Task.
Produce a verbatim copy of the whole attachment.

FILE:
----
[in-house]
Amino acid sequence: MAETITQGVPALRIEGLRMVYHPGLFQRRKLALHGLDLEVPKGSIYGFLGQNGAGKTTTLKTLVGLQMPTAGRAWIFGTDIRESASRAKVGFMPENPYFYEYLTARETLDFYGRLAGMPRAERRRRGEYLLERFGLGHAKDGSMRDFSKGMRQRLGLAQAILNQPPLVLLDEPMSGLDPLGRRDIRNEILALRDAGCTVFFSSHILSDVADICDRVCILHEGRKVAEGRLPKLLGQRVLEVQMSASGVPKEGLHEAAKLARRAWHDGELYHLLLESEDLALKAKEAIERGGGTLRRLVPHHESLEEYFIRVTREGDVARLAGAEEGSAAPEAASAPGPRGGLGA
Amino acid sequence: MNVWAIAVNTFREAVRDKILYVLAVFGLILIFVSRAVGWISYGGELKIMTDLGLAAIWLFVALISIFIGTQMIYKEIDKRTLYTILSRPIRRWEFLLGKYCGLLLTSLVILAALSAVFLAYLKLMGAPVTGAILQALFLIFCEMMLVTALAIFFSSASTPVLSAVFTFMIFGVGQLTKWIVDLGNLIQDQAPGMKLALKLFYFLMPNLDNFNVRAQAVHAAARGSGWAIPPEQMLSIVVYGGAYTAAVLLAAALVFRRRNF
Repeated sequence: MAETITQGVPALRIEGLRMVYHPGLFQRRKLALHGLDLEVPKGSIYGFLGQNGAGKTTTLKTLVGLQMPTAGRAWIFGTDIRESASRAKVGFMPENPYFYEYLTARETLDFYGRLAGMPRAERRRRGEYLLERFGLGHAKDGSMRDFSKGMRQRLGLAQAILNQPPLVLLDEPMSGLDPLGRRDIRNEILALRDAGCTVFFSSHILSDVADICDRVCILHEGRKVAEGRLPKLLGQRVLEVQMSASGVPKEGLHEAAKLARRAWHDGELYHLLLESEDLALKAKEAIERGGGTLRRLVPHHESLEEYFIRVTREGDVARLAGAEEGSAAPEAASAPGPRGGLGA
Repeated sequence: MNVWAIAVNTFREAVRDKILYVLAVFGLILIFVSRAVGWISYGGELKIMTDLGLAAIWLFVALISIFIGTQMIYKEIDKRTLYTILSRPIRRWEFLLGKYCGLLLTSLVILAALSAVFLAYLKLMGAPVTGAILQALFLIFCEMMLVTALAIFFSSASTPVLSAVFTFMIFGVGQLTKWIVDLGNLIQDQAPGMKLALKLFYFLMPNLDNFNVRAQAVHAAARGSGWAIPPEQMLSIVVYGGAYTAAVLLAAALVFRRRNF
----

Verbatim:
[in-house]
Amino acid sequence: MAETITQGVPALRIEGLRMVYHPGLFQRRKLALHGLDLEVPKGSIYGFLGQNGAGKTTTLKTLVGLQMPTAGRAWIFGTDIRESASRAKVGFMPENPYFYEYLTARETLDFYGRLAGMPRAERRRRGEYLLERFGLGHAKDGSMRDFSKGMRQRLGLAQAILNQPPLVLLDEPMSGLDPLGRRDIRNEILALRDAGCTVFFSSHILSDVADICDRVCILHEGRKVAEGRLPKLLGQRVLEVQMSASGVPKEGLHEAAKLARRAWHDGELYHLLLESEDLALKAKEAIERGGGTLRRLVPHHESLEEYFIRVTREGDVARLAGAEEGSAAPEAASAPGPRGGLGA
Amino acid sequence: MNVWAIAVNTFREAVRDKILYVLAVFGLILIFVSRAVGWISYGGELKIMTDLGLAAIWLFVALISIFIGTQMIYKEIDKRTLYTILSRPIRRWEFLLGKYCGLLLTSLVILAALSAVFLAYLKLMGAPVTGAILQALFLIFCEMMLVTALAIFFSSASTPVLSAVFTFMIFGVGQLTKWIVDLGNLIQDQAPGMKLALKLFYFLMPNLDNFNVRAQAVHAAARGSGWAIPPEQMLSIVVYGGAYTAAVLLAAALVFRRRNF
Repeated sequence: MAETITQGVPALRIEGLRMVYHPGLFQRRKLALHGLDLEVPKGSIYGFLGQNGAGKTTTLKTLVGLQMPTAGRAWIFGTDIRESASRAKVGFMPENPYFYEYLTARETLDFYGRLAGMPRAERRRRGEYLLERFGLGHAKDGSMRDFSKGMRQRLGLAQAILNQPPLVLLDEPMSGLDPLGRRDIRNEILALRDAGCTVFFSSHILSDVADICDRVCILHEGRKVAEGRLPKLLGQRVLEVQMSASGVPKEGLHEAAKLARRAWHDGELYHLLLESEDLALKAKEAIERGGGTLRRLVPHHESLEEYFIRVTREGDVARLAGAEEGSAAPEAASAPGPRGGLGA
Repeated sequence: MNVWAIAVNTFREAVRDKILYVLAVFGLILIFVSRAVGWISYGGELKIMTDLGLAAIWLFVALISIFIGTQMIYKEIDKRTLYTILSRPIRRWEFLLGKYCGLLLTSLVILAALSAVFLAYLKLMGAPVTGAILQALFLIFCEMMLVTALAIFFSSASTPVLSAVFTFMIFGVGQLTKWIVDLGNLIQDQAPGMKLALKLFYFLMPNLDNFNVRAQAVHAAARGSGWAIPPEQMLSIVVYGGAYTAAVLLAAALVFRRRNF